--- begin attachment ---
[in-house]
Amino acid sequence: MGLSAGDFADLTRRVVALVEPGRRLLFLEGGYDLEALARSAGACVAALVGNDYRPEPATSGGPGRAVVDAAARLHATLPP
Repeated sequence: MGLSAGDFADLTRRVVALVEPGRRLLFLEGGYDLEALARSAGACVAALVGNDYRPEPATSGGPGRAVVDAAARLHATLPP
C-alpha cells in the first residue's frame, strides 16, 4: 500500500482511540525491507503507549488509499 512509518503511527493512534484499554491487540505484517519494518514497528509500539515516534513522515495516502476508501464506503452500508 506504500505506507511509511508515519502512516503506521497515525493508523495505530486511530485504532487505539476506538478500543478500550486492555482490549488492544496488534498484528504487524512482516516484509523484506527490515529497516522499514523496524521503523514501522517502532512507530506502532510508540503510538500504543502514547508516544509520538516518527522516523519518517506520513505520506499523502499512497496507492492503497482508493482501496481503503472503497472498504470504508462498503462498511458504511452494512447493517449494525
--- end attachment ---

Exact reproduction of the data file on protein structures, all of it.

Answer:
[in-house]
Amino acid sequence: MGLSAGDFADLTRRVVALVEPGRRLLFLEGGYDLEALARSAGACVAALVGNDYRPEPATSGGPGRAVVDAAARLHATLPP
Repeated sequence: MGLSAGDFADLTRRVVALVEPGRRLLFLEGGYDLEALARSAGACVAALVGNDYRPEPATSGGPGRAVVDAAARLHATLPP
C-alpha cells in the first residue's frame, strides 16, 4: 500500500482511540525491507503507549488509499 512509518503511527493512534484499554491487540505484517519494518514497528509500539515516534513522515495516502476508501464506503452500508 506504500505506507511509511508515519502512516503506521497515525493508523495505530486511530485504532487505539476506538478500543478500550486492555482490549488492544496488534498484528504487524512482516516484509523484506527490515529497516522499514523496524521503523514501522517502532512507530506502532510508540503510538500504543502514547508516544509520538516518527522516523519518517506520513505520506499523502499512497496507492492503497482508493482501496481503503472503497472498504470504508462498503462498511458504511452494512447493517449494525